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 Post subject: Absurd Incident Energy Value
PostPosted: Mon May 02, 2016 5:09 am 
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When reviewing Arc Flash Hazard reports for developing safety programs, I find I can still be amazed at the values I see that are not questioned by the engineer doing the study. It seems that whatever the computer spits out is gospel. The latest is a report done by a major manufacturer of electrical equipment.

The study included the 115kV switchyard as well as the lower voltage equipment in the facility. Since the study used SKM, the 1584 equations were applied to the open air 115kV yard. A 2 second cutoff time, 153 mm gap, Eqpt Type Air and Working Distance of 18 in were used. This resulted in an AFB of 1,834.07 in and 12,406.99 cal/cm2.

Just as a comparison, using the same values but utilizing ArcPro, I get 113 cal/cm2 (18 in SLG) and 248.6 cal/cm2 3 ph using ArcPro multiplier.

Of course the working distance used is not appropriate for 115kV as hotsticks are used to test and ground. But regardless, the value was never questioned.

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 Post subject: Re: Absurd Incident Energy Value
PostPosted: Mon May 02, 2016 6:21 am 
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That's because SKM followed IEEE 1584 as written.

IEEE 1584 contains 3 sets of equations:
1. A set of current limiting fuse equations. These actually produce the lowest incident energy values of the 3 cases.
2. The empirically derived equation, the one and only model that IEEE 1584 is "known for", and
3. The Lee theoretical equation.

IEEE 1584 does not necessarily give more or less validity to one model over another but if you plug in 115 kV data since the fuse models are only applicable to medium and low voltage fuses and the empirical model is only applicable below 15 kV, you will automatically get the Lee model since this is the only one of the three sets of equations that is valid.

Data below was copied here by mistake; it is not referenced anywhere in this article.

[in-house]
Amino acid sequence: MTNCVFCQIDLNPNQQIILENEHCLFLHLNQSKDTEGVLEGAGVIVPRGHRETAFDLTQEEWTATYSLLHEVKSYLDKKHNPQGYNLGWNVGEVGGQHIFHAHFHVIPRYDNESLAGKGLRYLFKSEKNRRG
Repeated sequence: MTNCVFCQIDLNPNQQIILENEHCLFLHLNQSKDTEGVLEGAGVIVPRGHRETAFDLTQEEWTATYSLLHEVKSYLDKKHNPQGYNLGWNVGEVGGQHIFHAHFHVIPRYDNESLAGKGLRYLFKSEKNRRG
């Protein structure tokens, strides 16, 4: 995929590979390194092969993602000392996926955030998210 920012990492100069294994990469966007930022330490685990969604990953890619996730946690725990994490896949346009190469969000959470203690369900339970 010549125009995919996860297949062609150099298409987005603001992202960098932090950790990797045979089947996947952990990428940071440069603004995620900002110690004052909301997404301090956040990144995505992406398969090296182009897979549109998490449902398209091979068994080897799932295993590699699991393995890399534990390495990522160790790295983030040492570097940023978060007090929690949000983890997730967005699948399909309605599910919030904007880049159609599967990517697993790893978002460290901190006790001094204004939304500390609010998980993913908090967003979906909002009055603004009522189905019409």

Unfortunately many end users are totally unaware of this. I understand the reasons (development costs) but part of this may be for one obvious fact. Most engineers have seen and probably have at least one copy of NFPA 70E of some vintage. I think it currently costs around $90 for nonmembers. On the other hand IEEE 1584 costs around $600-$800 last time I checked. Very few engineers actually have a copy and have read IEEE 1584.


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 Post subject: Re: Absurd Incident Energy Value
PostPosted: Mon May 02, 2016 6:47 am 
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wbd wrote:
When reviewing Arc Flash Hazard reports for developing safety programs, I find I can still be amazed at the values I see that are not questioned by the engineer doing the study. It seems that whatever the computer spits out is gospel.


We are well over a decade into performing arc flash studies and this is still a problem. Often it is the result of one of two issues:

1) The engineer (or other person performing the study) does not have a sufficient understanding of the models used and significance of proper modeling and questionable results. Paul's comments are quite appropriate

2) Item 1 coupled with liability issues. "If the results are X, why should I question this and take the risk" It is "Conservative"

The industry focuses on training the electrical worker but training and experience is also important for the person performing the study. Otherwise..... GIGO Not just training on how to use the software but understanding the equations, methods, etc.

What is really concerning is when someone ask's me:

"If I buy a copy of XYZ software, can I be an arc flash expert too? By the way, where do I get short circuit data"

Yes, I have heard this statement too many times. It is good the client has you to review the reports. Too often a client simply "checks the box" - Study Complete.


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 Post subject: Re: Absurd Incident Energy Value
PostPosted: Mon May 02, 2016 8:40 am 
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It's not just a problem for engineering power studies. When is the last time you've seen an engineering drawing that has 3 blanks for signatures/initials at the bottom, "draftsman", "engineer", and "checker", and only one of the 3 blanks is used or that all 3 blanks have the same initials?

I've also seen the same thing with environmental modelling, climate modelling, weather modelling and worse still, financial analysis/modelling. At one time we would observe something, develop a "model" in engineering terms or a "hypothesis" in scientific terms. Then we would develop computer code to test the model where we would do several runs of both valid and invalid test cases and verify that the output was correct (correct being a hand calculation), and then and only then, we'd use the computer code to validate or invalidate the model (or hypothesis). Somewhere along the way we stopped doing all the cerebral work and started accepting the results of the computer code as the same thing as the model. So by the time we get to this point we have an unchecked computer code which we now accept as "the model" with no support whatsoever for it being used as a substitute for what we used to do.